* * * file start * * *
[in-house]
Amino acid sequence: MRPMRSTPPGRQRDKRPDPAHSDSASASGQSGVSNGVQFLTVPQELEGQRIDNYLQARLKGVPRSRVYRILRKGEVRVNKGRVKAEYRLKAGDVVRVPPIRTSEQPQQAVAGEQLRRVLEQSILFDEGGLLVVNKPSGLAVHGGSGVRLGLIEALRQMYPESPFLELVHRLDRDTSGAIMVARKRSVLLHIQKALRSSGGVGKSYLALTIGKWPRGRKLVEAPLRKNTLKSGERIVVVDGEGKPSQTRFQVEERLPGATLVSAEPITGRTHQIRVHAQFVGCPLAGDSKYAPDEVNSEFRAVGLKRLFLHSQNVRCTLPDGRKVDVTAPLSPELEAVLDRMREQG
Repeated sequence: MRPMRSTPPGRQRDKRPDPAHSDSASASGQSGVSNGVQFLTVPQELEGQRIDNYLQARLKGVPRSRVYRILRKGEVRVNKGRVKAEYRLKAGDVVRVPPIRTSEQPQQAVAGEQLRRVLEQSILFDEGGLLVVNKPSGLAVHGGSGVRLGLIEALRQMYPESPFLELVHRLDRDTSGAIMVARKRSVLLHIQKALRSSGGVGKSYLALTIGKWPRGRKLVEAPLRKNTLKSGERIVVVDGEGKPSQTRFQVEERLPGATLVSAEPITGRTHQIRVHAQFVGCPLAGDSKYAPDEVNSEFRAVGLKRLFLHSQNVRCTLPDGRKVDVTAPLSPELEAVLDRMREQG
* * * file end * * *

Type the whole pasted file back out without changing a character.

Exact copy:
[in-house]
Amino acid sequence: MRPMRSTPPGRQRDKRPDPAHSDSASASGQSGVSNGVQFLTVPQELEGQRIDNYLQARLKGVPRSRVYRILRKGEVRVNKGRVKAEYRLKAGDVVRVPPIRTSEQPQQAVAGEQLRRVLEQSILFDEGGLLVVNKPSGLAVHGGSGVRLGLIEALRQMYPESPFLELVHRLDRDTSGAIMVARKRSVLLHIQKALRSSGGVGKSYLALTIGKWPRGRKLVEAPLRKNTLKSGERIVVVDGEGKPSQTRFQVEERLPGATLVSAEPITGRTHQIRVHAQFVGCPLAGDSKYAPDEVNSEFRAVGLKRLFLHSQNVRCTLPDGRKVDVTAPLSPELEAVLDRMREQG
Repeated sequence: MRPMRSTPPGRQRDKRPDPAHSDSASASGQSGVSNGVQFLTVPQELEGQRIDNYLQARLKGVPRSRVYRILRKGEVRVNKGRVKAEYRLKAGDVVRVPPIRTSEQPQQAVAGEQLRRVLEQSILFDEGGLLVVNKPSGLAVHGGSGVRLGLIEALRQMYPESPFLELVHRLDRDTSGAIMVARKRSVLLHIQKALRSSGGVGKSYLALTIGKWPRGRKLVEAPLRKNTLKSGERIVVVDGEGKPSQTRFQVEERLPGATLVSAEPITGRTHQIRVHAQFVGCPLAGDSKYAPDEVNSEFRAVGLKRLFLHSQNVRCTLPDGRKVDVTAPLSPELEAVLDRMREQG